CD2, my favourite CD for its funkiness, has probably more stand out tracks; the most obvious being 'that one' - 'Not Over Yet' by The State Of Grace, which to me, sums up what Renaissance was all about at that time. It was a time of change, and its beautiful positive vocals and organ/piano rhythm is to die for at its 'original' vinyl speed (not modern classics album speed). 'She Holds The Key' after this track is without a doubt another stand out song, with yet again, amazing vocals. But the build up to this CD is cut short as the party is well and truly started with 'Slid', a genuinely funky song with a lovely rhythm and fun vocals. From here on, its euphoria all the way as piano and organ sounds create the perfect happy party atmosphere for the entire disc. This is probably my favourite, as it reflects how dance music was not just up there with 'the beats' if you like - it has variety in its sounds, from the bouncy and happy 'Lets get this party started' to the great vocals in 'She holds the key'. Its mixed with little progression, and is full of memorable rhythms, giving it a more bouncy/fun sound. And what better way to end the CD than Kym Mazelles "Was that all it was", with its super happy piano rhyth's and of course, amazing vocal.
Though I see the 2nd CD as my favourite, their is no denying that CD3 is, technically, the best structured mix you're ever likely to hear. 'How Can I Love You More' is an instant classic from 1994 - the mix here is alot longer than the original, but perhaps is better at gradually building up the momentum, rather than the snappier original. Whereas the original had a rhyth going all the way through, this builds up to the end. Moby's 'Go' is also on this album, which I have yet to hear elsewhere. For many other people too, this is another classic song, and again the mix used here is alot longer than the original. In an ideal world, I think the original mix of 'Go' would have been perfectly suited to not only the sound of this album, but for its length, and perhaps the mix included here is just a little bit drawn out and mellow. The CD continues to build up to a typical Renaissance end, with sublime mixing between the completely crazy, yet amazingly bouncy 'Bomb Scare' and the incredible 'Age of Love', which just had to be on this album for its Renaissance sounding vocals and rhythm (I think Sasha or Digweed would have shot themselves in the foot for not including it!) The "Come on, dance with me" vocals are probably the most memorable in my time buying dance albums, and are sampled for The Mix Collection 2 too, on track 2 of CD3. This track pretty much signals the end for what is, and incredible journey, as the vocals and electronic sounds of 'Its My Pleasure' make the album sound like the end of an epic film.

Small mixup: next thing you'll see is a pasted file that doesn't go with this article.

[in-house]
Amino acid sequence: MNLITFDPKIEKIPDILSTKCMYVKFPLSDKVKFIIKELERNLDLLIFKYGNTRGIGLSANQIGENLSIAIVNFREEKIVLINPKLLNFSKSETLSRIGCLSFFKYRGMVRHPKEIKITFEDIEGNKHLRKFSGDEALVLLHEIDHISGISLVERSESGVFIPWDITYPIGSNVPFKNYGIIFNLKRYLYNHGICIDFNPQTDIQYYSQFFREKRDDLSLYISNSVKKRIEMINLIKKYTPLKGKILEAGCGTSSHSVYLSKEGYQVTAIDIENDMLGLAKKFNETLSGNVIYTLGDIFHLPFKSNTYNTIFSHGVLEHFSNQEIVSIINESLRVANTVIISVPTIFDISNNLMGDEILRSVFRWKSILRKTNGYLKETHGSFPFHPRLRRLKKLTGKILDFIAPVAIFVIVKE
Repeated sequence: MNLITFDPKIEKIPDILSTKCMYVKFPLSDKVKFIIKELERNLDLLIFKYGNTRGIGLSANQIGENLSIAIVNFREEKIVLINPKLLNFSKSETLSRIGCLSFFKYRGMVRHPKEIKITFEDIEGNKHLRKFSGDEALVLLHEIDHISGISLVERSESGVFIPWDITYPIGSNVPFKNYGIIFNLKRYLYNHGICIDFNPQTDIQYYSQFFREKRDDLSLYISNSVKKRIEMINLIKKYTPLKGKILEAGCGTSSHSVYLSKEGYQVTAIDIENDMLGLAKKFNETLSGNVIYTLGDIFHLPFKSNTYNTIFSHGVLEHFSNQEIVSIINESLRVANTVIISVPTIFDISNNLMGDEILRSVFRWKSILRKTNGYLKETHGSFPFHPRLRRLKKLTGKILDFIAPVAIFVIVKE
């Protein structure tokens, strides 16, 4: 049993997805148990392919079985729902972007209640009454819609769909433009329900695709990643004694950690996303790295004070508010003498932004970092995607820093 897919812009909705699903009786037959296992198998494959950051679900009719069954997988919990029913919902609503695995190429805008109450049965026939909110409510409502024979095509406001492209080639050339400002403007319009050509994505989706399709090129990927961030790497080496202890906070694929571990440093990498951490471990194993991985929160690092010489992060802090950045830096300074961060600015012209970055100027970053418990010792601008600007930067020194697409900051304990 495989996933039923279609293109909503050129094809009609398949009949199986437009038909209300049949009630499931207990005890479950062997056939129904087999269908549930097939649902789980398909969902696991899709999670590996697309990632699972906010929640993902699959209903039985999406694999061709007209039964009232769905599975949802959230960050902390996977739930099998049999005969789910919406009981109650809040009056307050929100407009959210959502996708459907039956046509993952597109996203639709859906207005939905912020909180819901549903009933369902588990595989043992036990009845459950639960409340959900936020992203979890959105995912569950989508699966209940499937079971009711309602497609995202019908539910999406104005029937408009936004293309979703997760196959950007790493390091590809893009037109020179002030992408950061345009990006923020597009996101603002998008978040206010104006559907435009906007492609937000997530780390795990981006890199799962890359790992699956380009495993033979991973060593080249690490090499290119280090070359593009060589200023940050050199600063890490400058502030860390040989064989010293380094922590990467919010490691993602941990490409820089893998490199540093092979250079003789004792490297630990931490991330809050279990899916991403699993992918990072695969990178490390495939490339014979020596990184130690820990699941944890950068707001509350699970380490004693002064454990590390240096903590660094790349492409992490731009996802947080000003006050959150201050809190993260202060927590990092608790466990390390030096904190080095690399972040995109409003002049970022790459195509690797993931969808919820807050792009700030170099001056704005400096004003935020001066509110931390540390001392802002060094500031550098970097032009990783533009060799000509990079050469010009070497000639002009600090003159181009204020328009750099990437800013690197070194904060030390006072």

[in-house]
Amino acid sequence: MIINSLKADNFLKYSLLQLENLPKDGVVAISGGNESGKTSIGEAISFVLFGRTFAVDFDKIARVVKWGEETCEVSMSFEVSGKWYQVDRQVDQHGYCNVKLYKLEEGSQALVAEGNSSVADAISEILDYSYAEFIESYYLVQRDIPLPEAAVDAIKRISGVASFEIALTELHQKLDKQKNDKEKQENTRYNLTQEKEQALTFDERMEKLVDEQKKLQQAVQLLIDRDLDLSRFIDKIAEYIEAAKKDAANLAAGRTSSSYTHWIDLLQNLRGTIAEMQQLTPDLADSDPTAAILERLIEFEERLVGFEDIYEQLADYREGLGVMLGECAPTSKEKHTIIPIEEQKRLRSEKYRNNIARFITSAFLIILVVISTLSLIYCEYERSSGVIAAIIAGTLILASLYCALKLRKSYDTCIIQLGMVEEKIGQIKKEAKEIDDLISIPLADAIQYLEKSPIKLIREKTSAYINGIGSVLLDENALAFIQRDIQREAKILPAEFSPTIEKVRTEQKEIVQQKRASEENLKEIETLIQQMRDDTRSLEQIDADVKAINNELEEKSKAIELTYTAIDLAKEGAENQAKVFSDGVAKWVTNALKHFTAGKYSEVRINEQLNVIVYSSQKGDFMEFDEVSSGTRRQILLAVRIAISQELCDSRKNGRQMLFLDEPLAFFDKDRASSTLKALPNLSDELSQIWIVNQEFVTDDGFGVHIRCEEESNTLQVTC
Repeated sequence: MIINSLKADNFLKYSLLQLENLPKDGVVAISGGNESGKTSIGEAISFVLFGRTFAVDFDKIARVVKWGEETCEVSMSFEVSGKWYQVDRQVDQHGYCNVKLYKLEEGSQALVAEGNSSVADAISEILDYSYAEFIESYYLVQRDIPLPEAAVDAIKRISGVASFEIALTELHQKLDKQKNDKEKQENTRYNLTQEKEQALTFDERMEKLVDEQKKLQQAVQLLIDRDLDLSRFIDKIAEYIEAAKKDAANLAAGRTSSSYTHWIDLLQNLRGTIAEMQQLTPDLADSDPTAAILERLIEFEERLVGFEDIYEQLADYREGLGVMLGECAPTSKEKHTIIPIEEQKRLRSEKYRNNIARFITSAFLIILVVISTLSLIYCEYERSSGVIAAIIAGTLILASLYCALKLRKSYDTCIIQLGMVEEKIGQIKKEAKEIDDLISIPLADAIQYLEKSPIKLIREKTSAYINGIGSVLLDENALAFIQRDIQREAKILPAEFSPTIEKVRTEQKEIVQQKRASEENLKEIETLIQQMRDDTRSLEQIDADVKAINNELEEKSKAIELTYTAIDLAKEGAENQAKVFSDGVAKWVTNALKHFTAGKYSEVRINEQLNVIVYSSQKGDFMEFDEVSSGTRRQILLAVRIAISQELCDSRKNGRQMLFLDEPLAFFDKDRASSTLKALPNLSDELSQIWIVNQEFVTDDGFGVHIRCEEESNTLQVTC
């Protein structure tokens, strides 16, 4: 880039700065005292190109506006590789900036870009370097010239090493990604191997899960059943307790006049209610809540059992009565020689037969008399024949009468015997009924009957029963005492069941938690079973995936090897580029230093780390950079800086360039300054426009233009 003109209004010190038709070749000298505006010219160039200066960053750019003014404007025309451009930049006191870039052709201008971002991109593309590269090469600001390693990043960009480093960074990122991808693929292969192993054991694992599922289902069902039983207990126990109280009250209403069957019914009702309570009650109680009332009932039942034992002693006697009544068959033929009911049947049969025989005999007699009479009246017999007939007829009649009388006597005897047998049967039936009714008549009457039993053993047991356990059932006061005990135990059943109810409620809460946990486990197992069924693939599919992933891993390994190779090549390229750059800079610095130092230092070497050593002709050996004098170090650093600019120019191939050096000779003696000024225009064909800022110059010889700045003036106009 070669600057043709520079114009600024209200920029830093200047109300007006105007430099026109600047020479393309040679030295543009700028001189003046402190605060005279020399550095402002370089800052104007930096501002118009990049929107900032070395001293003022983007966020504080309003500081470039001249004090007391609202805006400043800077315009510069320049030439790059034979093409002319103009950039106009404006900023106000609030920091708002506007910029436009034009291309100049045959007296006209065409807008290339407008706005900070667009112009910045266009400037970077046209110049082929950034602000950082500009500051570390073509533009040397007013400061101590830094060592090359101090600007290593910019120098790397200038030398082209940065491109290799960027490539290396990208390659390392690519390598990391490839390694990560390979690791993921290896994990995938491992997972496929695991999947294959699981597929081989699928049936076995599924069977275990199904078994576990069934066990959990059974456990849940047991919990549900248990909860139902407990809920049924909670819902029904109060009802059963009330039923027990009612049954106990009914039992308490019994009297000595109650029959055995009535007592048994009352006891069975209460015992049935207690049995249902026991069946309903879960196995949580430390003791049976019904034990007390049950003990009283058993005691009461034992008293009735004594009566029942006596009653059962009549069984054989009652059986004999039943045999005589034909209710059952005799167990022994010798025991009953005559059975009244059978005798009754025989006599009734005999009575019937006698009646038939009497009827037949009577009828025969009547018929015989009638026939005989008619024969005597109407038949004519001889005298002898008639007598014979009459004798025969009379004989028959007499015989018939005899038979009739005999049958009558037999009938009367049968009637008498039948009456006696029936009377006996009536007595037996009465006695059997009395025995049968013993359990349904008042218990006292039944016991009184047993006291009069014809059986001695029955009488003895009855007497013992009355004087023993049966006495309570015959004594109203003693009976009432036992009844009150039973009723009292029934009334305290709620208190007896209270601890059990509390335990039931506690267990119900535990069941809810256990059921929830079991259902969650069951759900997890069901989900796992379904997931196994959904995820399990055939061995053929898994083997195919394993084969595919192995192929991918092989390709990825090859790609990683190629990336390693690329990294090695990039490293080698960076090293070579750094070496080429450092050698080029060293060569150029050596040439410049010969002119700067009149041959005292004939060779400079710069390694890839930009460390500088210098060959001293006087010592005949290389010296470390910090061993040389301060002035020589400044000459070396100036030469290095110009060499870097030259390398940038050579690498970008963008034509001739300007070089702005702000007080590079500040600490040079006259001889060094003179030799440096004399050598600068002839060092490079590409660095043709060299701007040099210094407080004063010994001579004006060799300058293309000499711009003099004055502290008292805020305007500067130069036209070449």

Is it the best then? Yes. Their has never been an album - club or mainstream - to capture the same character of its cover than this. One listen of 'Age of Love' perfectly captures a club which was like no other. The sad thing is, songs like this, and Perfect Motion, show now how such an amazing age for music withered away in such short time. In an ideal world, 'Renaissance' created a genre of dance music in the UK, for neither it is trance, house, or hard-core of the time, but Italian house music that we had never heard before, let alone in the Southern parts of the UK where the scene was alot less working-class, and alot more glammy. I may have stated on my review for The Mix Collection 2 that that was indeed the best, but to be honest, they are both there. Whereas the Mix Collection 2 is more mature, and has more stand out tracks, with an even beautifier (is that a word??) end, as 'No Other Love' mixes goose-pimply into Robert Miles one and only 'Children' (the original, I might add!), this first Mix Collection is much, much more fun and feel good, and should I even say innocent? The amount of vocals, the attention to detail, and variety of rhythms makes this a diverse album that just keeps taking you to another level. And this was only achievable on this album, as the songs capture a short period during 1992>94 when dance music had passion and variety. Luckily, Sasha and John Digweed were on hand to mix it!